An old gunsmith’s secret for detail cleaning any firearm quick.
by Chick Blood
Perhaps you’re not impressed with the idea of a quick detail cleaning procedure. Not if you own a sonic parts cleaner with a combination circulation/filtration/agitation system sitting on your bench. Not all gunsmiths can afford such luxury. One old gunsmith who couldn’t passed along this means of avoiding the expense. The needed components are inexpensive and readily available. A rubber squeeze syringe is the central piece of equipment in preparation to remove any handgun, rifle or shotgun firing mechanism crud without initial detailed disassembly. Securing a squeeze bulb for this operation will call for a visit to your neighborhood pharmacy. I caution you against using the household poultry baster as a substitute. The reaction of the resident kitchen master to that happening is too terrible to speak of here.
A short commentary about detail cleaning a gun. I’m among the majority believing the only perfect means of going about it is to begin by breaking the piece down into all its components. All of them. These can be placed in a compartmentalized tray or on a series of clean paper towels. One by one, they will be inspected for obvious signs of wear or damage, scrubbed with good solvent and a brush, reinspected, and set aside to dry if no need for replacement is apparent or suspected. Polishing may be called for, such as with pivot pins, ejector rods, the inside surfaces of firing pin assembly tunnels, and the side surfaces other parts that see frequent action, hammers and triggers being notable among the latter. After the polishing has been done and all remnant of the polishing compound flushed away, the part still has to dry. A hairdryer is recommended. A paint remover heat gun is not. Afterwards, the part should be very lightly lubricated by wiping it down with a high quality, pre-treated gun cloth.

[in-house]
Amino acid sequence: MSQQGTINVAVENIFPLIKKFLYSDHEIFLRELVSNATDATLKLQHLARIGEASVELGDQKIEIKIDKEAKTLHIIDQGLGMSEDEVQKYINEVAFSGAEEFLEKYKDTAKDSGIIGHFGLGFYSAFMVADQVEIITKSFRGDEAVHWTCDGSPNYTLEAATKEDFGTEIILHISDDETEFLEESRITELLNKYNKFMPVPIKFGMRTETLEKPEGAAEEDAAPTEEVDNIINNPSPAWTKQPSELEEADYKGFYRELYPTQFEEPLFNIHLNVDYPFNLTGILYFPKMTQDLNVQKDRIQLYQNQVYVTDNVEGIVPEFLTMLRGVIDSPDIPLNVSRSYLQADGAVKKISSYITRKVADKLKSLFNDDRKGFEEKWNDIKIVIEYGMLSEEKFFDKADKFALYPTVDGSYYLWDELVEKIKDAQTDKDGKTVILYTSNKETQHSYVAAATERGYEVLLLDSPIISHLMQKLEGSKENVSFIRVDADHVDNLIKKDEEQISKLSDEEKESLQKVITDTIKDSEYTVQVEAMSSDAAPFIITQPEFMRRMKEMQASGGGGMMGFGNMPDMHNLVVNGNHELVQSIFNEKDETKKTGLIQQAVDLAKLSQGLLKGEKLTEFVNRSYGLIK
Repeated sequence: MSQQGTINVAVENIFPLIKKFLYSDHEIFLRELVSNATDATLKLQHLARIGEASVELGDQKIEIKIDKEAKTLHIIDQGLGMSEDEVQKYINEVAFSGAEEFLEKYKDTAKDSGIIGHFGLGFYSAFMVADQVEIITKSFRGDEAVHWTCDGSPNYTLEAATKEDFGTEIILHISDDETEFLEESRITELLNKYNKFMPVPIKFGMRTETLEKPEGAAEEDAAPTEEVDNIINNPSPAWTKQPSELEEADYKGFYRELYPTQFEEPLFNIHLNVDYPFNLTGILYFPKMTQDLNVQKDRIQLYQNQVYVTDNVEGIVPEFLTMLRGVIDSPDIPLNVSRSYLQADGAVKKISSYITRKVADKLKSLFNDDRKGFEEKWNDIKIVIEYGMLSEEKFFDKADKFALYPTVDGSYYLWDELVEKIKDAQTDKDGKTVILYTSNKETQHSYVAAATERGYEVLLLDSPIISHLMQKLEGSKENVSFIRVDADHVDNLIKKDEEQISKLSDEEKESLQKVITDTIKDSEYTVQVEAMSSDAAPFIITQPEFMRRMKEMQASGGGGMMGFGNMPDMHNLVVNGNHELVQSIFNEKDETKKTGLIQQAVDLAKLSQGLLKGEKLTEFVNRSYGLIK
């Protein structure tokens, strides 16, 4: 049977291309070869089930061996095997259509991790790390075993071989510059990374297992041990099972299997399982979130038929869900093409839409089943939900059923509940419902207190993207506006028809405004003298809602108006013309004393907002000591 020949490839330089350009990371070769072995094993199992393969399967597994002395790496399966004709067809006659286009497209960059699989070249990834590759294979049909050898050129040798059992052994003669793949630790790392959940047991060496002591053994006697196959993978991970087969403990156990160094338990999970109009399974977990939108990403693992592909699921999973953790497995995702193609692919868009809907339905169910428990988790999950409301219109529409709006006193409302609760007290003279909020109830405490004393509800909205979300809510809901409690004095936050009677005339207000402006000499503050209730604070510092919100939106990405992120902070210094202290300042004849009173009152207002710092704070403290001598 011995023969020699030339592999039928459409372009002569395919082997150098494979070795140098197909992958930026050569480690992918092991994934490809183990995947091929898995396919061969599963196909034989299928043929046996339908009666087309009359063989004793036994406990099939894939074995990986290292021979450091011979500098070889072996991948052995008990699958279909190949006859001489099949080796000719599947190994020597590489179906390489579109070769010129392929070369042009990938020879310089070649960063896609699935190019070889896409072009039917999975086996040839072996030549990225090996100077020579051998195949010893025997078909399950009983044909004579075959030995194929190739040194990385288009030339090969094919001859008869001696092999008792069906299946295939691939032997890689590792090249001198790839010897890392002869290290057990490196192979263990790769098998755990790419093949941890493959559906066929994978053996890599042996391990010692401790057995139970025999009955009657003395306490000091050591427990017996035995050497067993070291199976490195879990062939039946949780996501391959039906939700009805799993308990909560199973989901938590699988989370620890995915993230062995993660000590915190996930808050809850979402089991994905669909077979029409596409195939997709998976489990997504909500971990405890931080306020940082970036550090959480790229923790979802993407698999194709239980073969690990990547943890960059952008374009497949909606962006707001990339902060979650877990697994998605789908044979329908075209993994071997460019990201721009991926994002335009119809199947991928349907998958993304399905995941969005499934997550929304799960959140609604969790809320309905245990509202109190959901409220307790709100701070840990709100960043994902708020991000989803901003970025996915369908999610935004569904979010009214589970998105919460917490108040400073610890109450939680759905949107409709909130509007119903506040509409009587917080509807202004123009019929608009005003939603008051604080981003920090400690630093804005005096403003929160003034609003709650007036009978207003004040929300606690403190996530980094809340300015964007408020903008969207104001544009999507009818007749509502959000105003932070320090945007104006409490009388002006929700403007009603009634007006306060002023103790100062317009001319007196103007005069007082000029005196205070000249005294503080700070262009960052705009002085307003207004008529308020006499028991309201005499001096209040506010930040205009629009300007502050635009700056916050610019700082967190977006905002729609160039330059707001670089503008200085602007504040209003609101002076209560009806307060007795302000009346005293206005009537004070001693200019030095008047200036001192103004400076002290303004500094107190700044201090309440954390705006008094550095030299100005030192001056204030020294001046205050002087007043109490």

However, long experience has proven what follows to be true of entirely too many gun owners.
Read more in the January 2016 issue.